Pros and cons of using Result<T> (ASP.NET Core)

October 01, 2019

Communicating errors from the domain layer to the application layer can be done using error codes or by throwing exceptions. In typical SaaS products we don’t want to pay the cost of throwing exceptions for the errors that occur, but weren’t truly exceptional - things like validation or general business logic errors.

On the other hand error codes are typically returned from the function which leaves little space for the real return value of our functions. Since using out or ref is out of the question (in async functions especially) using a construct such as Result<T> (also known as a Either<Error, TResult> monad) can be used. So let’s look at some code:

// Good starting point.
public sealed class Result<T>
{
    public T Value { get; }
    public bool IsError { get; private set; }

    public Result(T value)
    {
        Value = value;
    }

    // singleton error
    public static Result<T> Error = new Result<T>(default)
    {
        IsError = true
    };
}

Refactoring

Now it is time to refactor our code. Methods that return T should switch to returning Result<T>.

For void methods either a Unit type might suffice or forcing void methods to return bool. Third alternative is to introduce a non-generic Result type.

Let’s take a look at simple forecast service:

public interface IWeatherForecastService
{
    Result<IEnumerable<WeatherForecast>> GetForecast(string city);
}

An implementation could look like:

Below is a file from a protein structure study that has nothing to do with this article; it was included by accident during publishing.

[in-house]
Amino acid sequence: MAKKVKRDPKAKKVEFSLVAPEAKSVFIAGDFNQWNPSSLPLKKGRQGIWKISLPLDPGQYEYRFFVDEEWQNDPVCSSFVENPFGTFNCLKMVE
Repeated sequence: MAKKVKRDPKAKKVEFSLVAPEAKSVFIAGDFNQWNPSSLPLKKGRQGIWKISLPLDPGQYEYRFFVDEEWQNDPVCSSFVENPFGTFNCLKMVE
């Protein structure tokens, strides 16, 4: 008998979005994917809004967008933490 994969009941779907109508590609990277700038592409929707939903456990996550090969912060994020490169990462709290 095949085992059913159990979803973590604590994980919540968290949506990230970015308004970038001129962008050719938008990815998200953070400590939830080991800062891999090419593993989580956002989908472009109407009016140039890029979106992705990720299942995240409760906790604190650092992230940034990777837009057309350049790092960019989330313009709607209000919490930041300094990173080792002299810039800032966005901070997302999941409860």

public Result<IEnumerable<WeatherForecast>> GetForecast(string city)
{
    return Result.From<IEnumerable<WeatherForecast>>(
        _api
            .Get(city)
            .Select(f => new WeatherForecast
            {
                // ... mapping
            })
            .ToArray()
    );
}

That cast…is impractical, but unfortunately unavoidable. The From method cannot infer from T[] that we want IEnumerable<T>. And certainly we don’t want to always use either the constructor or the static method to create our result. Simple solution is to use implicit operators which will be defined on the Result<T> class:

public static implicit operator Result<T>(T value)
    => new Result<T>(value);

And now the above code is simplified to:

public Result<IEnumerable<WeatherForecast>> GetForecast(string city)
{
    if (string.IsNullOrEmpty(city))
    {
        return Result<IEnumerable<WeatherForecast>>.Error;
    }

    // clean mapping from T to Result<T>
    return _api
            .Get(city)
            .Select(f => new WeatherForecast
            {
                // ... mapping
            })
            .ToArray();
}

Errors